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Reading a Textbook for Information


Reading a textbook is different from reading your latest "just for fun" novel. When you are reading purely for pleasure, you don't need to recall tiny details from the text. It's enough to remember the broad strokes of what is going on and whether you're enjoying your book. Textbooks impart knowledge. Fiction does too, but at a different level. The structure of a textbook is radically different from a novel.

Textbooks are meant to inform the reader on various subjects. Many textbooks have objectives at the beginning of their chapters. Sometimes, textbooks have objectives for each unit within the chapter. These objectives tell the reader what they should know or questions that they should be able to answer as they study the chapter. While reading is involved, studying is qualitatively different from perusing a novel.

Here is the strategic way that I read a textbook. First, I read the objectives. I want to know what I am expected to understand and remember after I have studied the chapter. I write the objectives down. They can be phrased as questions, which I do sometimes. As I go through the chapter, I find the answers to the objectives. I write those down, too.

The first reading pass that I make is to read the summary. It tells me a lot of the important information. If I am running short on time and didn't get to read the chapter, just before the class where I need the information, I read the summary. I can usually use what I know from previous knowledge to help me understand the summary. I jot down interesting info that I found there.

The second pass is to read all of the headings. As I am reading them, I also generate a list of questions that the headings bring to mind. I save the questions with the information from the summary and any other information that I have. Some of that other information will come from the sidebar information within the chapter, sometimes in little colored areas on the page. I read these at the same time that I read the chapter headings.

I look at my objectives, interesting info, and my questions. I make an effort to see if all of the information that I have identified is listed on my paper. Then, I start reading the text and answering my questions. Bold print words are often comments or information that are important. Those words will usually be found in the glossary. If you are lucky, the book also supplies the page number where the word is found. Finally, I answer the questions from the headings and the objectives. Then, I go to the back of the chapter and answer the chapter questions. When that is completed, I see what I could not answer. Anything that is still a mystery to me is written on a sheet of questions that I have for my study mates and for the instructor.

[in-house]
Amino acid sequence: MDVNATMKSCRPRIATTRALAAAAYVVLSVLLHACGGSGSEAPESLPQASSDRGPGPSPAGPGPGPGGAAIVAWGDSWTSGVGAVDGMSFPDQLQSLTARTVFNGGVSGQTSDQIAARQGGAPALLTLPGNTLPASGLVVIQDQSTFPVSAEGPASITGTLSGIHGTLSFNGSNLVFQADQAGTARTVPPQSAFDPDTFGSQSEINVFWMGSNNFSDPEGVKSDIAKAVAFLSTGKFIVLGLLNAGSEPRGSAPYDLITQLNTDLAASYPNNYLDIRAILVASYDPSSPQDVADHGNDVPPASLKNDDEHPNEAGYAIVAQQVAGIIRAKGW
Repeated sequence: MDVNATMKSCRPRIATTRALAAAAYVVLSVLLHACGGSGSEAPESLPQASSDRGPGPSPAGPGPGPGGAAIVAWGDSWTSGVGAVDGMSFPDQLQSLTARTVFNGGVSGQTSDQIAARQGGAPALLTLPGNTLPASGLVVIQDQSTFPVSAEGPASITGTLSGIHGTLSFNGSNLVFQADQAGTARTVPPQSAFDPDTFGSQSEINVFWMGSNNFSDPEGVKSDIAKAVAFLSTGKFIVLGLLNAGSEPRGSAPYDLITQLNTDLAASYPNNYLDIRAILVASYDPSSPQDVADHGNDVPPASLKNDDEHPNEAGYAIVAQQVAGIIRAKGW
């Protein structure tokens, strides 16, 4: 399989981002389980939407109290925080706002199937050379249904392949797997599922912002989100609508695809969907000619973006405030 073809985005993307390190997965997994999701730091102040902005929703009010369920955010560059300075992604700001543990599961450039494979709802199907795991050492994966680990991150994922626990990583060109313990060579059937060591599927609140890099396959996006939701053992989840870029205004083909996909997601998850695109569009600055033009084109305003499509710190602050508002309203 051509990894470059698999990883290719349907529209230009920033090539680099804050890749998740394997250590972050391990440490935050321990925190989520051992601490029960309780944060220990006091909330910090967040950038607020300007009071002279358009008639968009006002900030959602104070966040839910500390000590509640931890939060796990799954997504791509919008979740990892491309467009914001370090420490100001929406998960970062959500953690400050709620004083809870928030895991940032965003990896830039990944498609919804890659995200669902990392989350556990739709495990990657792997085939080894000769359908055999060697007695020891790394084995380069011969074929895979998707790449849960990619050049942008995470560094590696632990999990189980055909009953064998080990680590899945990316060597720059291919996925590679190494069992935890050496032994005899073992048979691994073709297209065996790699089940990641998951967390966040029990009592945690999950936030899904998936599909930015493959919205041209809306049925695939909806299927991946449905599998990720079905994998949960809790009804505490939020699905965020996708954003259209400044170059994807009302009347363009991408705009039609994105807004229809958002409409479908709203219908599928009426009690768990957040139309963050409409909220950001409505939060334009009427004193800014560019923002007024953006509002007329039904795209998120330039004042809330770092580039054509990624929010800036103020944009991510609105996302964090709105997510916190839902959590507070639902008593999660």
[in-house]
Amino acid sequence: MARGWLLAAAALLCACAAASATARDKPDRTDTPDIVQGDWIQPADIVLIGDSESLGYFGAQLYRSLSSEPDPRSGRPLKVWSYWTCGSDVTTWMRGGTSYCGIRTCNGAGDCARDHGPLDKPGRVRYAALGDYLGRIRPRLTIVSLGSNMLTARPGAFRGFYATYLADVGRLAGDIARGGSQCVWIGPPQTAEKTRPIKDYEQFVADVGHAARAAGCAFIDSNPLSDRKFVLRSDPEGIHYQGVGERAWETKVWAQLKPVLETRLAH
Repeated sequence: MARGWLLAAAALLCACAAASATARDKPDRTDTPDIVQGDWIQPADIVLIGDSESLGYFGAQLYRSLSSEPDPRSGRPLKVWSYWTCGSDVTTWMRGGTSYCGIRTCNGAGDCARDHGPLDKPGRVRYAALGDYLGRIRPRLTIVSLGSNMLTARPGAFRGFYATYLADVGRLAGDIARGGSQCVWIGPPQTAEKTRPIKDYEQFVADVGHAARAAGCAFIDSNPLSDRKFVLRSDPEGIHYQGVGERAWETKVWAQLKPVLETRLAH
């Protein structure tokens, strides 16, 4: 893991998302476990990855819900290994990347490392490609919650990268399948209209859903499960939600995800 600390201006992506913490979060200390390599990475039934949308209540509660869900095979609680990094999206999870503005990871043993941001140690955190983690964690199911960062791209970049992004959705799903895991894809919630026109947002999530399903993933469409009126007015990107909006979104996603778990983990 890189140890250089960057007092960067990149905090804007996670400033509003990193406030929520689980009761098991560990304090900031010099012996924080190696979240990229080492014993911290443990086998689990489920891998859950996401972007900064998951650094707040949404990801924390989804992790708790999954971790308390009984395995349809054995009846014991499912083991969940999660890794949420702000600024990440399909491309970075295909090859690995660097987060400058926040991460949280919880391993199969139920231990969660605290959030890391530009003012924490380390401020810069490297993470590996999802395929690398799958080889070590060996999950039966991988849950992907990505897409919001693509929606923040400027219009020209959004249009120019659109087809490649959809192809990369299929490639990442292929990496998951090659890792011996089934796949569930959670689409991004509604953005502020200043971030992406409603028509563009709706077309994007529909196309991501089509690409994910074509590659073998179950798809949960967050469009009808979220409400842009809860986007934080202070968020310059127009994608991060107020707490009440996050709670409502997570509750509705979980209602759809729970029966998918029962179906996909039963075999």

Yes, thoroughly reading a chapter takes a lot of time and energy. However, this method will help you get more from your classes. You will be better prepared for discussions, projects and tests. Plus you will be more likely to retain information for a longer time. This makes final exams just a little easier!


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Content copyright © 2015 by Connie Mistler Davidson. All rights reserved.
This content was written by Connie Mistler Davidson. If you wish to use this content in any manner, you need written permission. Contact Connie Mistler Davidson for details.

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